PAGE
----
How does an autonomous robot differ from a plain-old-vanilla robot? It’s complicated.
Ask twenty random people what a robot is and you’ll get twenty very different answers. Push each of them to explain their definition – like where “machine” ends and “robot” begins – and the conversation gets quite interesting.
The majority of respondents (engineers excluded!) will initially tell you that robots look like humans or “creatures.” A quick discussion about Roomba vacuum cleaners will usually dispel that fallacy.
Ultimately, most come to the conclusion that robots share three common characteristics.
- They sense and respond to their environment
- Based on what they sense, robots have some level of decision-making and predicable reaction ability
- They move – either from place-to-place, parts of their body, or both
Hmmm. When you put these all together, they sound a lot like the definition of “autonomous.” We’re describing a machine with some level of self-direction with the ability to act independently free from external control.
The truth is that there is no clear-cut dichotomy between robots that are “autonomous” and those that aren’t. By definition, all robots have some level of autonomy, but certain robots have way, way, way more autonomy than others. Think of it as a sliding scale, with “1” being a mechanical arm in an auto assembly line. It can do little more than respond to the vehicle’s presence in front of it. “10” is The Terminator, which is probably not an ideal to which we want to aspire.
Whether or not we label a robot “autonomous” is really a subjective call. How much autonomy makes it autonomous? In other words, assuming the robot is meant to perform a job or task traditionally performed by humans, what percentage must the robot handle without their assistance?
Today, all robots require at least some human direction or programming. Even the Perseverance Rover, which we can all agree is highly autonomous given its ability to drive, fly, and explore Mars on its own, receives instructions from humans about where to go.
The terms “autonomous” and “semi-autonomous” are frequently used to describe the robotic solutions now available to support physical security operations. Within this market context, what do these terms mean?
Robots are really good at performing certain types of jobs. Routine, redundant, mundane tasks that are boring for humans are perfect for robots. Thanks to advances in AI and location sensing-technologies like GPS and lidar, robots can patrol pre-programmed routes while their cameras and other environmental sensors search for anomalies. In this sense, security robots are autonomous.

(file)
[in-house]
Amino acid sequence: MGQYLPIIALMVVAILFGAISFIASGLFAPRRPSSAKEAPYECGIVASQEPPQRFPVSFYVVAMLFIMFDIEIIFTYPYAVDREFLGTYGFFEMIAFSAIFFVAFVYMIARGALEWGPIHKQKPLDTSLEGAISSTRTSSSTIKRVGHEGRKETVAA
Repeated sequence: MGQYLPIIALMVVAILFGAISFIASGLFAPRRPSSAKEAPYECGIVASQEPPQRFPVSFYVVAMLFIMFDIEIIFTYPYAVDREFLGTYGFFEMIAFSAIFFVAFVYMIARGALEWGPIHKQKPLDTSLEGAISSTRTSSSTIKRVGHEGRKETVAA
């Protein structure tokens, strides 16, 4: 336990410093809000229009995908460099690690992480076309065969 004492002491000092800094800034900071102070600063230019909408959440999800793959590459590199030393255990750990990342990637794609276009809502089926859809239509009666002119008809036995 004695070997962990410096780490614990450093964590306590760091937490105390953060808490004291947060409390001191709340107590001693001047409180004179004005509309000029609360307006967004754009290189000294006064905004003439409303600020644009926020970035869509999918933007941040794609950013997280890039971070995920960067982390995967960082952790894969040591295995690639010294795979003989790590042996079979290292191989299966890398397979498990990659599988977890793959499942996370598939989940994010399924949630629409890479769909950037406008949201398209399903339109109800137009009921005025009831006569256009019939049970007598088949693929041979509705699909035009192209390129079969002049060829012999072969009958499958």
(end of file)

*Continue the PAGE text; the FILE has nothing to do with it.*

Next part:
However, when robots perceive an event that requires (or may require) a response, security is best served with human involvement. We want human operators to interpret what the robot has observed and direct the appropriate actions. That may mean issuing an audio warning from the robot, controlling it off-route as it investigates further, or summoning human officers to the site. We certainly don’t want robots chasing down criminals or brandishing weapons! For these tasks, security robots are not autonomous. Humans are making the decisions.
The same distinctions are valid when security robots are used for customer support and concierge services. If a person approaches a robotic device and needs assistance, there are particular requests the robot can handle autonomously. For example, if integrated with a voice-intelligence application, the robot could answer basic questions like “where is the nearest bathroom?”
But suppose the person hits the robot’s emergency button to report that their friend is having a heart attack or that their car has been stolen. In those cases, they need to speak with a real human ASAP. At that point, the robot can facilitate a live 2-way video call with a trained security officer who can initiate sending on-site resources while providing emotional support until help arrives.
Where do security robots fall on the autonomy continuum? If you focus on some aspects of their job, they are truly autonomous, way up there on the “1-to-10” scale. But if you average together how they deliver value as part of a comprehensive security operation, combining the things they can do on their own along with the things they help humans manage, “semi-autonomous” is probably the better term.
So back to our original question, “How does an autonomous robot differ from a plain-old vanilla robot?”
It’s all relative. Even plain-old-vanilla robots are autonomous in their own way. For today’s security applications, customers are best served by a level of autonomy more akin to a hot fudge sundae with sprinkles and a cherry on top.